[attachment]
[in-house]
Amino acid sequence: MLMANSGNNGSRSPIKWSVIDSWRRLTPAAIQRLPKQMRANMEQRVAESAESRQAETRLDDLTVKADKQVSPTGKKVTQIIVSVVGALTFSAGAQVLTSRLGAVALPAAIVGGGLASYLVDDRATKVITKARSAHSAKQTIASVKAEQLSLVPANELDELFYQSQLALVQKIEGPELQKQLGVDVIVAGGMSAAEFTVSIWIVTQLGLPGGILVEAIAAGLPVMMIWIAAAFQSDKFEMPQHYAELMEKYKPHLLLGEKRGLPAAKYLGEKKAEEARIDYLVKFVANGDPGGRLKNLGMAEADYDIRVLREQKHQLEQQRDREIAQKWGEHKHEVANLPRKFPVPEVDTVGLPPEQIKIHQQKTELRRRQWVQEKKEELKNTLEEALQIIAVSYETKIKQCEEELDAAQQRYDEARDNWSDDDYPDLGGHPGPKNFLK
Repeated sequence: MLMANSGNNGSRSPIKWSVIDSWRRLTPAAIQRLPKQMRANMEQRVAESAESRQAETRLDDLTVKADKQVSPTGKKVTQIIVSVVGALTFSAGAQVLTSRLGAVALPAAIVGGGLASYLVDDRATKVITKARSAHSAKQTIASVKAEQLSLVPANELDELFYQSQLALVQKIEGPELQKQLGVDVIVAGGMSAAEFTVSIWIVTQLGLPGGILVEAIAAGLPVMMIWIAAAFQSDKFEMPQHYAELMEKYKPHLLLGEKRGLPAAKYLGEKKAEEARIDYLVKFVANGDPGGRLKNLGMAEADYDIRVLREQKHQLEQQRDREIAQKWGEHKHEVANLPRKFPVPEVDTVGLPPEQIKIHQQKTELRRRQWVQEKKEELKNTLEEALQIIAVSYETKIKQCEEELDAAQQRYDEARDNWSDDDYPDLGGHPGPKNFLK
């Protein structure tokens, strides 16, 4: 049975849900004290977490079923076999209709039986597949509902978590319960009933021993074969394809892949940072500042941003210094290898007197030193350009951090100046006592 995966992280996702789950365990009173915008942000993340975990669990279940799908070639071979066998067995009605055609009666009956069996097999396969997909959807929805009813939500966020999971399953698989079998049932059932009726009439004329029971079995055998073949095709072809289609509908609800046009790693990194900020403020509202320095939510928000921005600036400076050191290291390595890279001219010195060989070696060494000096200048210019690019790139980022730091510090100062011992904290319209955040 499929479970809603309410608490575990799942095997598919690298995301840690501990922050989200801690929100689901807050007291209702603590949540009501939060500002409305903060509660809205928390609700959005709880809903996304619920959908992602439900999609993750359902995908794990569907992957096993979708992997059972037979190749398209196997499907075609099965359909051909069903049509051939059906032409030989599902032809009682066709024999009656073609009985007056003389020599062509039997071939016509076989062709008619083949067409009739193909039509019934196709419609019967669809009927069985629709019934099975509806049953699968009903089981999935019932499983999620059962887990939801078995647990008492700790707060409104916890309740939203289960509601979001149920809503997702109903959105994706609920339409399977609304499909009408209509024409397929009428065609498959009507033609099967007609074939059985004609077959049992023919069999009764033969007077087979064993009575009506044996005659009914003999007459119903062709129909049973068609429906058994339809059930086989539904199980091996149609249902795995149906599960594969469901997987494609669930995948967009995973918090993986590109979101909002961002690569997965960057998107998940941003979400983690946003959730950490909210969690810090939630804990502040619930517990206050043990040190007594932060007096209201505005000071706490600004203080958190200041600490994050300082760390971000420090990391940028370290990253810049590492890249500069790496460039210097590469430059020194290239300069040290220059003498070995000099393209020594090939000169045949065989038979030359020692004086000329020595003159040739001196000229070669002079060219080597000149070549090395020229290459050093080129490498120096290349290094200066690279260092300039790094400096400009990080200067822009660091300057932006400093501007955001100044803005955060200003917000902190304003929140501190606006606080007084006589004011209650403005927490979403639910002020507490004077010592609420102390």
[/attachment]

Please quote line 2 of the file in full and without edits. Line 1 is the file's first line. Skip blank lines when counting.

Amino acid sequence: MLMANSGNNGSRSPIKWSVIDSWRRLTPAAIQRLPKQMRANMEQRVAESAESRQAETRLDDLTVKADKQVSPTGKKVTQIIVSVVGALTFSAGAQVLTSRLGAVALPAAIVGGGLASYLVDDRATKVITKARSAHSAKQTIASVKAEQLSLVPANELDELFYQSQLALVQKIEGPELQKQLGVDVIVAGGMSAAEFTVSIWIVTQLGLPGGILVEAIAAGLPVMMIWIAAAFQSDKFEMPQHYAELMEKYKPHLLLGEKRGLPAAKYLGEKKAEEARIDYLVKFVANGDPGGRLKNLGMAEADYDIRVLREQKHQLEQQRDREIAQKWGEHKHEVANLPRKFPVPEVDTVGLPPEQIKIHQQKTELRRRQWVQEKKEELKNTLEEALQIIAVSYETKIKQCEEELDAAQQRYDEARDNWSDDDYPDLGGHPGPKNFLK